Alternatively, you could make a registry class which keeps a list of names of classes and function pointers it can call to create objects for each class. Before reading any files you add each class to the registry. Then, while reading the file, every time you come across a class name you use the registry to automatically look it up and create an object of the right type. The creation function for a class (which can be a static method) is pretty simple and could look something like this:

Code:
    BaseClass *YourClass::Create()    // Must be static!
    {
        return new YourClass;
    }

If you need to load data for the objects after you create them, I suggest you call a method on the object to configure it after you've created it rather than trying to pass the data in through the constructor.

Note that I'm returning a pointer here. As M.J. said, you'll probably need to have a vector of pointers, especially if your derived classes each have different member variables and so on. That said, I think that if your classes don't contain any member variables beyond what the base class offers you can just have a vector of objects without using pointers (can anyone else confirm this?).

If you do have a vector of pointers, consider using a reference counting pointer class instead, so your declaration becomes:

Code:
    vector<some_kind_of_reference_counting_pointer<BaseClass> > classes;

That gives you the benefit of using pointers without requiring you to manually delete the contents of the vector when you want to get rid of it. Don't use auto_ptr for this purpose - it'll have entirely the wrong effect!

The second scheme I'm suggesting is similar to how CodeWarrior's PowerPlant framework loads its user interface definitions from resources. The advantage over the first scheme is that it's potentially easier to maintain (once you've got it working) because you can add new classes with one line of code instead of having to add extra code to a switch statement.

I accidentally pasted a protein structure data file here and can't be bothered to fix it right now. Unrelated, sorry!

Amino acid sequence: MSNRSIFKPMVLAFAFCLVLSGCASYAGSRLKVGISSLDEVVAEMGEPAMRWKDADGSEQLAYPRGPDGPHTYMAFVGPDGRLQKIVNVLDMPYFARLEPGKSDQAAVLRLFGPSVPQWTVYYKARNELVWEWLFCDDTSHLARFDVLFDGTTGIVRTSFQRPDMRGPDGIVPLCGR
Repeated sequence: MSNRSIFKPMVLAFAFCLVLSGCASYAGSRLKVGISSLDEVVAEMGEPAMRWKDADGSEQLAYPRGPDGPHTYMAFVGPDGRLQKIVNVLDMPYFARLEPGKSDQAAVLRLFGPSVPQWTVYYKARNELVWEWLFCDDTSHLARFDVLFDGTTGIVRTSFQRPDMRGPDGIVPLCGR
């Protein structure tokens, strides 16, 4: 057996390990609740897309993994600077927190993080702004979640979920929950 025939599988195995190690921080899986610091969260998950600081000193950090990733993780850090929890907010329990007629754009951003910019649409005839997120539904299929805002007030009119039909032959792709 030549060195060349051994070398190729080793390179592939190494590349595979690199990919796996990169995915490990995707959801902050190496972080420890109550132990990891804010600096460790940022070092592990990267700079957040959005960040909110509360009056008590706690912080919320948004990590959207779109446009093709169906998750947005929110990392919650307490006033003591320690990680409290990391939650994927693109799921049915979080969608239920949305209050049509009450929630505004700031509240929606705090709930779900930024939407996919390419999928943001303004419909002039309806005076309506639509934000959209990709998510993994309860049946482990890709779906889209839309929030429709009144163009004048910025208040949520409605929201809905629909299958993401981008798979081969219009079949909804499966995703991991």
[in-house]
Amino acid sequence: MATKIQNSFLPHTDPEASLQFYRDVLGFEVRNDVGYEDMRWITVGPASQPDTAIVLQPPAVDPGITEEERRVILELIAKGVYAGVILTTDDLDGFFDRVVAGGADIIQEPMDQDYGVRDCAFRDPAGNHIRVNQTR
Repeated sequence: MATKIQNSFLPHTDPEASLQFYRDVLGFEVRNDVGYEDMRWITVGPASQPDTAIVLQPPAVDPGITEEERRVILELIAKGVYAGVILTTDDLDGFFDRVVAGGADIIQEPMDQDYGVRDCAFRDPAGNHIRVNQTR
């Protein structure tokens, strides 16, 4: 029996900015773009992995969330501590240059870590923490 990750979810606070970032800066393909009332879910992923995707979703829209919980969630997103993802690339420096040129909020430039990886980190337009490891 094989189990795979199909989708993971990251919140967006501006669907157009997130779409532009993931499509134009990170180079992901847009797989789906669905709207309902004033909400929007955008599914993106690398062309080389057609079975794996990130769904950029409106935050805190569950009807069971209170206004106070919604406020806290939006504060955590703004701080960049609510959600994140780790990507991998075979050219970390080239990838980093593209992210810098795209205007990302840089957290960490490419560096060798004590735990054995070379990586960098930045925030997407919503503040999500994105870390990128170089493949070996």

Did that make any sense? Huh If you need a better explanation, feel free to ask!

Neil Carter
Nether - Mac games and comic art
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Bossa Nova
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Post: #6
Neil,

>> "Just to be clear, that's not what I'd call upcasting."
I probably have the wrong definition, but upcasting it me is anytime you try to go from some base class to some derrived class. I'm not sure if this is correct, though.

The pdl (pre-definition language --fancy lingo for pseudo code :-) ) I wrote is basically your first solution (if/then logic with a switch).

I thought about making a registry out of it but went with the simpler route. Although this doesn't scale well, its easy.


The only thing I didn't catch was the "reference counting pointer."
vector<some_kind_of_reference_counting_pointer<BaseClass> >

This notation is foreign to me. Are you making a vector of a vector here? I don't quite follow.

Thanks, btw, for your suggestions so far.
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Post: #7
Quote:Originally posted by Bossa Nova
>> "Just to be clear, that's not what I'd call upcasting."
I probably have the wrong definition, but upcasting it me is anytime you try to go from some base class to some derrived class. I'm not sure if this is correct, though.

Upcasting is when you cast a pointer or reference from a base class to a derived class. You're trying to create objects of the derived class directly.

Quote:I thought about making a registry out of it but went with the simpler route. Although this doesn't scale well, its easy.